Hoodlums Message Board › Understanding the Fourier transform

Understanding the Fourier transform

A former member
Post #: 1
Given the discussion at last week's meet up I thought some might find the following rough explanation of the DFT interesting.

http://altdevblogaday...­

Peter M.
peter_marks
Group Organizer
London, GB
Post #: 38
Thanks Tom, I found that very helpful.

The post mentions having to flatten out the wave at the ends so that it loops. Is that something we are going to need to do?
Matthew G.
mattgray
London, GB
Post #: 2
Hi Peter,

The way that you flatten the wave at the ends is by applying a windowing function.

We are actually doing that already in a way, because as we consume the incoming audio stream, we'll pass lists of a fixed size into the DFT function - in our example https://gist.github.c...­ this is the [Complex Double] samples. This is equivalent to the rectangular window function, which is defined as being 1 for samples inside the window, and 0 for samples outside.

The problem with the rectangular window is that it will introduce artifacts into our spectrum, because it's likely that a cycle of a wave will be cut off mid way, unless the size of our window is a multiple of the frequency of our signal. In our test code, we are just generating the window and the samples at the same time, so we don't get this problem.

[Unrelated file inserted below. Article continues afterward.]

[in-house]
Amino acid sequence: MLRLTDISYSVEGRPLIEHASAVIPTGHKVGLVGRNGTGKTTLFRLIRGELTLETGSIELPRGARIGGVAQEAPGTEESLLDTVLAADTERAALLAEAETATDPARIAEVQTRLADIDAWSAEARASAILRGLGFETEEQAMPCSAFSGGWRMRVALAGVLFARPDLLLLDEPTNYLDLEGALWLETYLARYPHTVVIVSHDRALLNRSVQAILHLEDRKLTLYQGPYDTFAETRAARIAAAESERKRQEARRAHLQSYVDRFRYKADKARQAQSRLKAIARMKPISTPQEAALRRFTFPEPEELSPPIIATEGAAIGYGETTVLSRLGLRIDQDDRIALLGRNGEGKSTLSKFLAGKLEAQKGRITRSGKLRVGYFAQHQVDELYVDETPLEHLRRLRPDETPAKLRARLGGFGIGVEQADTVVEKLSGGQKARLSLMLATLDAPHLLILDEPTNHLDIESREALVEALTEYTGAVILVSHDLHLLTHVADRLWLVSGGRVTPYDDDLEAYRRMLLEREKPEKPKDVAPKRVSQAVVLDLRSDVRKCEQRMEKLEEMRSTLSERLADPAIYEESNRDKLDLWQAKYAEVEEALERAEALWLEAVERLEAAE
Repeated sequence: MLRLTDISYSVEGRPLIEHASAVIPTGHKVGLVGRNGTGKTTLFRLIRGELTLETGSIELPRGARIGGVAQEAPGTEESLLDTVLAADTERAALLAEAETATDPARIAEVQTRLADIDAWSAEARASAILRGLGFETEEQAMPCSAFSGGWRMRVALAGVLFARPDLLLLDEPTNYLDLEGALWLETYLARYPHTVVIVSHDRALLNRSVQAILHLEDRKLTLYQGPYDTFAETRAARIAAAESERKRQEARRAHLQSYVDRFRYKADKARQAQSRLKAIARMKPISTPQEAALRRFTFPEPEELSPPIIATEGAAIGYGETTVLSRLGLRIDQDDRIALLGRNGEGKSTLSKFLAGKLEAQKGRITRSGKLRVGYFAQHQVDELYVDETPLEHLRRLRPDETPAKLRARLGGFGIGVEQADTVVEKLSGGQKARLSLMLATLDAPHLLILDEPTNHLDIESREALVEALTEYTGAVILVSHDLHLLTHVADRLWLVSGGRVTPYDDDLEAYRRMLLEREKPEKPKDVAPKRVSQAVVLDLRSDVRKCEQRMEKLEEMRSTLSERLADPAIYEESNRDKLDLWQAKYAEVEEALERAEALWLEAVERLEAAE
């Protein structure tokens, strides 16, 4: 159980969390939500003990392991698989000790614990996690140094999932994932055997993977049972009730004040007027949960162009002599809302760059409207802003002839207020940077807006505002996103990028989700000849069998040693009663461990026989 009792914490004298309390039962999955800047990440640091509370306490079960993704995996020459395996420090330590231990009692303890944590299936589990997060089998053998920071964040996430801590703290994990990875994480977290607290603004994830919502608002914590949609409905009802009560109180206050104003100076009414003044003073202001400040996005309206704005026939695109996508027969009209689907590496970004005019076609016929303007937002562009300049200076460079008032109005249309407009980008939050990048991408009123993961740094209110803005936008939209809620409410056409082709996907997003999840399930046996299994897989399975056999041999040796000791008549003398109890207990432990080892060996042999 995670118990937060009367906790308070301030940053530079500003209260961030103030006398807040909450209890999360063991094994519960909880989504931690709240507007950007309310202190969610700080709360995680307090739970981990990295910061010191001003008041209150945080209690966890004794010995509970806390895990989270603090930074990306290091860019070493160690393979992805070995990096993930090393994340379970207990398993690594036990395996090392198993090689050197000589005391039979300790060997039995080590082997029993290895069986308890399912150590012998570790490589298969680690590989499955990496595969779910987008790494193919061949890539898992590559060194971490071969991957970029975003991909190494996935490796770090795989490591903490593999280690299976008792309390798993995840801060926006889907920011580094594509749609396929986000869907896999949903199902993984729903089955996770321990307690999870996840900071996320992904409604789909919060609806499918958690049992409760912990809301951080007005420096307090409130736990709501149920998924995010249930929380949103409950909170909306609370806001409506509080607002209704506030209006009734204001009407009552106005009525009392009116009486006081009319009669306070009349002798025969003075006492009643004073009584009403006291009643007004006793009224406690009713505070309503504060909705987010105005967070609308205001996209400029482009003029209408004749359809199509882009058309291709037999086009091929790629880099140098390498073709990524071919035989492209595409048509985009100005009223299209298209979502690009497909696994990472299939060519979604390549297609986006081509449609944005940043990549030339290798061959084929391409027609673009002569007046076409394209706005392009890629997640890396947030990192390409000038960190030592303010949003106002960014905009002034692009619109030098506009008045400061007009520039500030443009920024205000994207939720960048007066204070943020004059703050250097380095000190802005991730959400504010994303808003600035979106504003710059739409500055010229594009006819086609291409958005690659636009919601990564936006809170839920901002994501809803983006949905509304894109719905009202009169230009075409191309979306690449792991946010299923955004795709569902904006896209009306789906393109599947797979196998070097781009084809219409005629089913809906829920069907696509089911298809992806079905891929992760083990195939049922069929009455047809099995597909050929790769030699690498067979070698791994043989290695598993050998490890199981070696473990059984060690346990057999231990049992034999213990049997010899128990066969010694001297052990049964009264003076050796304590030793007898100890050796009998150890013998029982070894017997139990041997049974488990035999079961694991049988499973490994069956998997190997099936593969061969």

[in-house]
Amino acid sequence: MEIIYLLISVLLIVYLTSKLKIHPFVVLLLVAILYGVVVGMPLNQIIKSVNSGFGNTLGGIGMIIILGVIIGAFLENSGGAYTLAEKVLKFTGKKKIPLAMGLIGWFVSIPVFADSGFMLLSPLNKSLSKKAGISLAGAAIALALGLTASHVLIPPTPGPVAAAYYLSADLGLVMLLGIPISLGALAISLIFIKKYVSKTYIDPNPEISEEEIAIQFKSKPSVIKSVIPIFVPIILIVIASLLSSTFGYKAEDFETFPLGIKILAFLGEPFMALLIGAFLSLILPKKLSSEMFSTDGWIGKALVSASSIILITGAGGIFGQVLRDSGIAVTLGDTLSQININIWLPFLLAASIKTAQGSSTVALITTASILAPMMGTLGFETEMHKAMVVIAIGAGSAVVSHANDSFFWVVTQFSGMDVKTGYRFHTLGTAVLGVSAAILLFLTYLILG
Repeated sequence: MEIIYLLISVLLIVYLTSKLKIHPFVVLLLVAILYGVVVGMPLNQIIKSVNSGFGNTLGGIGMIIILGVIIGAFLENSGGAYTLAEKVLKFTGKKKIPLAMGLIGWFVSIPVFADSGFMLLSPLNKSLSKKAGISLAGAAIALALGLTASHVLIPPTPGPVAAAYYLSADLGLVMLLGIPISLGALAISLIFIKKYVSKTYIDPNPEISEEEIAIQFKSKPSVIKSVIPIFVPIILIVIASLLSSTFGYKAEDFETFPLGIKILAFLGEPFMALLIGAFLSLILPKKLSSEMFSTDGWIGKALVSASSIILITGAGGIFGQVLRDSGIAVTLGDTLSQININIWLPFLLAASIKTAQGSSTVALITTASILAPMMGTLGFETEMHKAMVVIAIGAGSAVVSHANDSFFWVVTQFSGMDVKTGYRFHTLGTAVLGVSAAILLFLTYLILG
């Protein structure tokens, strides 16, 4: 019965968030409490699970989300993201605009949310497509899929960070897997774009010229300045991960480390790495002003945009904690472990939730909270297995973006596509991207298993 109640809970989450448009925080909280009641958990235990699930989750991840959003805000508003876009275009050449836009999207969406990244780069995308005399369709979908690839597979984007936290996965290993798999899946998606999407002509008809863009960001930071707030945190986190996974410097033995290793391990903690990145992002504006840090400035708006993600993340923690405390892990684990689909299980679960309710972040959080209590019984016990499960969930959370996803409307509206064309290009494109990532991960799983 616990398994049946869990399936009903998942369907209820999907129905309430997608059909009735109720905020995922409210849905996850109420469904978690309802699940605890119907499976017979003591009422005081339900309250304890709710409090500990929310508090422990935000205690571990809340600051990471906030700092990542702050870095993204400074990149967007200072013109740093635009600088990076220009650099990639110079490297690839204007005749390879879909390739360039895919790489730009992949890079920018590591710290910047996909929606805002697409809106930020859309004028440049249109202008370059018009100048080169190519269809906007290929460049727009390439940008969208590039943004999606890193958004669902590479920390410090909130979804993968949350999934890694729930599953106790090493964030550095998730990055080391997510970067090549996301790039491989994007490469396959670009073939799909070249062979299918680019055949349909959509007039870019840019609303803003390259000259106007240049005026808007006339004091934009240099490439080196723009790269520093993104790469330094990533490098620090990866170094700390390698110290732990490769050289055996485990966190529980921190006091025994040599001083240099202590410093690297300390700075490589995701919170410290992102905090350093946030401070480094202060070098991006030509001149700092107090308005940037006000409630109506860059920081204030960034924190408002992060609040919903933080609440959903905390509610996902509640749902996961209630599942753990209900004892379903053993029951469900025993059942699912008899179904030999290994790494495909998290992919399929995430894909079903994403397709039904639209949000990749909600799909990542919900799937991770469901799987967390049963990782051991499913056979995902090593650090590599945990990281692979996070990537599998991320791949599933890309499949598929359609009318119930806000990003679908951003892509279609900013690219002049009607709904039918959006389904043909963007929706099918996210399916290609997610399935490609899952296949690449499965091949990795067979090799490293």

So, in answer to your question:

We could get a rectangular window from our stream of audio very easily, by just doing

take windowSize inputSamples

But to get a more accurate spectrum, we'd have to take the samples as above, and then flatten the start and ends, as that great blog post mentions. I think it's also necessary to have some overlap between the windows. There are tons of different functions for doing this (see links at end)

I don't know whether it will actually be necessary to do this, given that we only need a rough spectrum for visualization, but it shouldn't be too difficult to implement if we do.

http://en.wikipedia.o...­

http://www.katjaas.nl...­

Matt
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